The Empty Sea and Mount Olympus

on 16 May 2009

So this has been a long week, filled with a bunch of things. So I told you about my graduation festivities and then my Truck getting hit by either the Jets or the Sharks. I told you about my chance meeting with the Elder from Texas that I went on exchanges with as a boy of barely 14. I also told you why I use the term MoHo and then I went and wrote down my near breakdown thoughts that occurred after my visit with my bishop. Well on Wednesday I had the opportunity to see one of my good friends off. She is the girlfriend (read future wife) of my missionary who is serving in India right now. She and I have been in very good touch and she was one of the first friends from BYU that I came out to.

She is going to be teaching the gospel to Spanish speaking investigators in California for the next year and a half and I went to the Empty Sea (read MTC) as part of her family. It was an interesting and blog worthy experience because the last time I was at the MTC it was with said missionary sending him off. It was shortly after my BYU bishop had informed him that I had been asked to leave BYU, and it was an emotional time for me because we were meant to head out at the same time. It was 3 weeks later that I was on a fateful flight to D.C. where I came out to myself and finally allowed myself to utter the words “I’m Gay.” That MTC experience was wonderful and sad because I wasn’t going to be heading out with him, but because I was supporting him and I had my mission to look forward to, I was ok with everything.

This experience was completely different because I am now out to everyone and myself, and I have been debating whether I should go on mission or not. The night before I had been pretty much told that my faith in the prophets wasn’t strong enough and so I could expect to not leave until I worked out those “issues” that a mission (albeit selfishly) could help resolve. So this experience at the MTC was different and kind of sad. It started out with me getting there about 45 minutes before she showed up. So I decided to wait by the flags just outside of the entrance and spot the entering MoHo missionaries. This was an interesting thing, and kind of eerie because I could see what they were going to go through either on the mission or when they got back and I wished that I could take it from them. I finally met up with her and took pictures and headed into the chapel where I was basically preached to about how all males in the preexistence covenanted with Heavenly Father that we would serve missions and that those who were here were honoring that covenant and those who choose not to go are oath breakers. That was nice and uplifting! But in the end, I saw her off without any drama and promptly made the drive home to West Jordan mostly crying feeling that I didn’t know what I needed to do.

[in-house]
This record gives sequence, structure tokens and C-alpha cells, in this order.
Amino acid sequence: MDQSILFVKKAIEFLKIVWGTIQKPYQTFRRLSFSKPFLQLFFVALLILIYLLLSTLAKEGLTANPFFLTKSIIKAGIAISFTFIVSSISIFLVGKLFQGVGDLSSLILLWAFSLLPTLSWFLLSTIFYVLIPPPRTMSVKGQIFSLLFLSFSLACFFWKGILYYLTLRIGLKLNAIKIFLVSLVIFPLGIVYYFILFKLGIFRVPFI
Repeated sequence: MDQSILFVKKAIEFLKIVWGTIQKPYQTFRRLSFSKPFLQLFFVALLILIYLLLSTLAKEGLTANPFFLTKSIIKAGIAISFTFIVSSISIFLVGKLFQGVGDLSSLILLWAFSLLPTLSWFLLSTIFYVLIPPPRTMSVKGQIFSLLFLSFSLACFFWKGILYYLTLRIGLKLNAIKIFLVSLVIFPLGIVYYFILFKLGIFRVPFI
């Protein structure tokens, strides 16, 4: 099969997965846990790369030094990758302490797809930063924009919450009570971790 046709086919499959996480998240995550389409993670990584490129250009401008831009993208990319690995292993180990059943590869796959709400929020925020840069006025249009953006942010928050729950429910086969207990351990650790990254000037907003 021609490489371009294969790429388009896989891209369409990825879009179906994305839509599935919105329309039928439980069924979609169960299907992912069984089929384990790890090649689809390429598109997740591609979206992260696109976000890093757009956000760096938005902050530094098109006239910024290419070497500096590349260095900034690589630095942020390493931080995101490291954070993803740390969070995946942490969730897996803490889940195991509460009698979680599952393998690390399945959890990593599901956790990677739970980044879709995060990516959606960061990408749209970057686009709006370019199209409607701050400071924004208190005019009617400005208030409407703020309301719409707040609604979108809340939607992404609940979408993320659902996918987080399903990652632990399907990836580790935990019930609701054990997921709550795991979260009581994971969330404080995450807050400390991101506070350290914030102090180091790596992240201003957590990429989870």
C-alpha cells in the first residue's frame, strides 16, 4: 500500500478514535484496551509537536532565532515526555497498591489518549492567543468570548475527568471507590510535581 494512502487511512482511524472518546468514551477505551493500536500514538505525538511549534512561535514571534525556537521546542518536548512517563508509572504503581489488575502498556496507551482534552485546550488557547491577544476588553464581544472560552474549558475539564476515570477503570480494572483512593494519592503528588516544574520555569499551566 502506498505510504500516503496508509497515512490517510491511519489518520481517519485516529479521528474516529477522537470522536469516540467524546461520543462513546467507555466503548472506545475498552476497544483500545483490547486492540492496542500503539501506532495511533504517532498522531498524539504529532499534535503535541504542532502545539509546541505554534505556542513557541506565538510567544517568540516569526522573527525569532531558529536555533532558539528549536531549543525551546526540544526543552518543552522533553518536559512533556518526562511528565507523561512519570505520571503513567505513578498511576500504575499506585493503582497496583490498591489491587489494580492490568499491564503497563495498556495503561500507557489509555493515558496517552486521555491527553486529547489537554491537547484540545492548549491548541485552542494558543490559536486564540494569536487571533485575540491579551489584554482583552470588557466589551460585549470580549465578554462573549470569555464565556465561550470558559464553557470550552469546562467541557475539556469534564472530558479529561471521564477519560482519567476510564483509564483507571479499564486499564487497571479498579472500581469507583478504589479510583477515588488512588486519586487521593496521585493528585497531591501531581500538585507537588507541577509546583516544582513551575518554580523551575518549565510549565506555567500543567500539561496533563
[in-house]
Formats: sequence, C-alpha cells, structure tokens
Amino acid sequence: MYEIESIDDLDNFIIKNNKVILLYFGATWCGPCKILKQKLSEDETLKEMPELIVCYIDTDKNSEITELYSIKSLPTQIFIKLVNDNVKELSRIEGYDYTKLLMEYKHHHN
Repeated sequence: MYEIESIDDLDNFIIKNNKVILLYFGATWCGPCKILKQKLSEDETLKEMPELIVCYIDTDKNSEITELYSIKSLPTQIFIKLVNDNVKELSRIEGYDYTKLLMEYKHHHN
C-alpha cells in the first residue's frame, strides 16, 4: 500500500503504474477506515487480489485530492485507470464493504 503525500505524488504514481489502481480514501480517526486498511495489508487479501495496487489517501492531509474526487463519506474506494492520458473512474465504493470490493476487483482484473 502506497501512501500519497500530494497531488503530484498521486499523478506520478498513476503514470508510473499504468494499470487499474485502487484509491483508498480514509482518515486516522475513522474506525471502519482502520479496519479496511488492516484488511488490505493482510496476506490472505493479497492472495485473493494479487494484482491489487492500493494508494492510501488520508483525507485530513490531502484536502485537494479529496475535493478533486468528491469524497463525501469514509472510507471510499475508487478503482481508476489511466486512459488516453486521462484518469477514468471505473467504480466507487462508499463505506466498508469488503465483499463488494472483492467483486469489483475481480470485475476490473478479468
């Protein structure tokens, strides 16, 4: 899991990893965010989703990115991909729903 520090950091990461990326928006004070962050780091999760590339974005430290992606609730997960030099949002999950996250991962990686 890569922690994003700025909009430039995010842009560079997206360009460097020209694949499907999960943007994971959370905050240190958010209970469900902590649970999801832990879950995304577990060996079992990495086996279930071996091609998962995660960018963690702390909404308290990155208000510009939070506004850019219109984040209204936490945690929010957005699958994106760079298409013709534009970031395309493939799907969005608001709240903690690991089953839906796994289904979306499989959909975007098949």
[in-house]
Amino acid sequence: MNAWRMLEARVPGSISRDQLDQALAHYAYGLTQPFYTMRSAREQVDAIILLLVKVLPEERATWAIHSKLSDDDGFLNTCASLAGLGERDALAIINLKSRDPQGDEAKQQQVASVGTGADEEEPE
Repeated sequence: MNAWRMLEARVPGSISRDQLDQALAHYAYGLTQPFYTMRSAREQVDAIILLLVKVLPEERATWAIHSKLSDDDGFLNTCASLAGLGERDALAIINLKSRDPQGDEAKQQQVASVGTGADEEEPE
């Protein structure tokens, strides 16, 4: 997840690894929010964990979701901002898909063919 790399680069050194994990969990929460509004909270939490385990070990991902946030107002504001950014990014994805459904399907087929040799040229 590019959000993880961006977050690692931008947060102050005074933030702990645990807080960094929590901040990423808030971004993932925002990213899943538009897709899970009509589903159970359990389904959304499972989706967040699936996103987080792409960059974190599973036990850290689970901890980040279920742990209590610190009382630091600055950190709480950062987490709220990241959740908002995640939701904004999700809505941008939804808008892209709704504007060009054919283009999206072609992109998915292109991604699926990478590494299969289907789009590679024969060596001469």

So I decided that now was high time for me to have a Joseph Smith experience and so I decided that I would climb Mount Olympus here in SLC and when I got to the top I would pray to find where I belonged in this giant mess of a world that I live in. I kind of felt like Hercules trying to figure everything out:



So I was going to climb on Thursday but I had to help my mom move some more furniture and so I didn’t get to it until today. But I didn’t start until late and once I got up about … 100 feet, I realized that my muscles have atrophied and I am weak. I got thinking, after the 5th person passed me, that I wouldn’t make it to the top. I figured I would keep going until I couldn’t go anymore and then stop, read and pray. I got about ½ mile further when I thought I was going to collapse but my power song had just come on and I only had about 9 songs left in the playlist and so I decided to push through until the playlist ended.